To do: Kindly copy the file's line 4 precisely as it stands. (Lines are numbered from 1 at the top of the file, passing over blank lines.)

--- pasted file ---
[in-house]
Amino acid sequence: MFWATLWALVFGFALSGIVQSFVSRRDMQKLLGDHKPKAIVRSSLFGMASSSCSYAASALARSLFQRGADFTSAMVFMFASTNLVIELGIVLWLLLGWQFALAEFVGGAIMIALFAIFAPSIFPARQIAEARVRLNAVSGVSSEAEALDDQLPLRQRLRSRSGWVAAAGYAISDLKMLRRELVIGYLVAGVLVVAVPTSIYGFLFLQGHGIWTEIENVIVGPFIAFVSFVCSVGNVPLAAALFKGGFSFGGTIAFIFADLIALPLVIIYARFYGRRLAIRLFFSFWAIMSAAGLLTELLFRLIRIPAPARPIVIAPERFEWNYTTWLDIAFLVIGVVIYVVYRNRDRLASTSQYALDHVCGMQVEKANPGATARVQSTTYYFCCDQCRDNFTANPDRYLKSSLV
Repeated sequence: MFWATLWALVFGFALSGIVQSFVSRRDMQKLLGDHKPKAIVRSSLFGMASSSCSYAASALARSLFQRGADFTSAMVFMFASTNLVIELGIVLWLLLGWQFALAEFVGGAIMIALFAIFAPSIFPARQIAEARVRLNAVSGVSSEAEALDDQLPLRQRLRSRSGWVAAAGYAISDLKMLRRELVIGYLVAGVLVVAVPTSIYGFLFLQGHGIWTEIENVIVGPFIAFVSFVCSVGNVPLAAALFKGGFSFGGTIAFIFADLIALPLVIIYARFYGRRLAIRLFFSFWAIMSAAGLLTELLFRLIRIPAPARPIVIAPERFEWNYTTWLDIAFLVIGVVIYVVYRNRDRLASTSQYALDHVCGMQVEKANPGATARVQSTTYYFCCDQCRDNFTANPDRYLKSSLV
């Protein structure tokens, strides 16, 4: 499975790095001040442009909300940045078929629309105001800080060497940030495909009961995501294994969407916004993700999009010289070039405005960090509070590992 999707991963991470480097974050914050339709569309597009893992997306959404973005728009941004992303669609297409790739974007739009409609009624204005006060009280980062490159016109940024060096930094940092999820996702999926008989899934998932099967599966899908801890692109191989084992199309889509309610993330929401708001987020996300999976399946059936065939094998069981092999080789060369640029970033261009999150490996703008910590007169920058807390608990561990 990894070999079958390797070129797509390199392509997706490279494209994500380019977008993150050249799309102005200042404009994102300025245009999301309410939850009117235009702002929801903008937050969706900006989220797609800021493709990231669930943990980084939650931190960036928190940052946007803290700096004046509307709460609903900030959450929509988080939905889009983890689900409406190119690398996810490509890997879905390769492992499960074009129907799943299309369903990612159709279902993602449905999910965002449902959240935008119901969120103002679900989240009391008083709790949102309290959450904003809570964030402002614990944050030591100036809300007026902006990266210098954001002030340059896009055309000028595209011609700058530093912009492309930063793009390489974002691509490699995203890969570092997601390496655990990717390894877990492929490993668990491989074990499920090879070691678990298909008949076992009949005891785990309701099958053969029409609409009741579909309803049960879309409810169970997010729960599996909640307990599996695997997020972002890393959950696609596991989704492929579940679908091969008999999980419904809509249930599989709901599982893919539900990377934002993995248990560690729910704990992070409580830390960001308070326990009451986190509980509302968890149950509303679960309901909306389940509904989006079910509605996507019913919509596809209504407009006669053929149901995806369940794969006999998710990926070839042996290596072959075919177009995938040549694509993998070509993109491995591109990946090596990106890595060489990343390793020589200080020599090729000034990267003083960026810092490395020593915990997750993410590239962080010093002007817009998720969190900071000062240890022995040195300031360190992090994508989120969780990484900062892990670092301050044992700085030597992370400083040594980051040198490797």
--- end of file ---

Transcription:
């Protein structure tokens, strides 16, 4: 499975790095001040442009909300940045078929629309105001800080060497940030495909009961995501294994969407916004993700999009010289070039405005960090509070590992 999707991963991470480097974050914050339709569309597009893992997306959404973005728009941004992303669609297409790739974007739009409609009624204005006060009280980062490159016109940024060096930094940092999820996702999926008989899934998932099967599966899908801890692109191989084992199309889509309610993330929401708001987020996300999976399946059936065939094998069981092999080789060369640029970033261009999150490996703008910590007169920058807390608990561990 990894070999079958390797070129797509390199392509997706490279494209994500380019977008993150050249799309102005200042404009994102300025245009999301309410939850009117235009702002929801903008937050969706900006989220797609800021493709990231669930943990980084939650931190960036928190940052946007803290700096004046509307709460609903900030959450929509988080939905889009983890689900409406190119690398996810490509890997879905390769492992499960074009129907799943299309369903990612159709279902993602449905999910965002449902959240935008119901969120103002679900989240009391008083709790949102309290959450904003809570964030402002614990944050030591100036809300007026902006990266210098954001002030340059896009055309000028595209011609700058530093912009492309930063793009390489974002691509490699995203890969570092997601390496655990990717390894877990492929490993668990491989074990499920090879070691678990298909008949076992009949005891785990309701099958053969029409609409009741579909309803049960879309409810169970997010729960599996909640307990599996695997997020972002890393959950696609596991989704492929579940679908091969008999999980419904809509249930599989709901599982893919539900990377934002993995248990560690729910704990992070409580830390960001308070326990009451986190509980509302968890149950509303679960309901909306389940509904989006079910509605996507019913919509596809209504407009006669053929149901995806369940794969006999998710990926070839042996290596072959075919177009995938040549694509993998070509993109491995591109990946090596990106890595060489990343390793020589200080020599090729000034990267003083960026810092490395020593915990997750993410590239962080010093002007817009998720969190900071000062240890022995040195300031360190992090994508989120969780990484900062892990670092301050044992700085030597992370400083040594980051040198490797």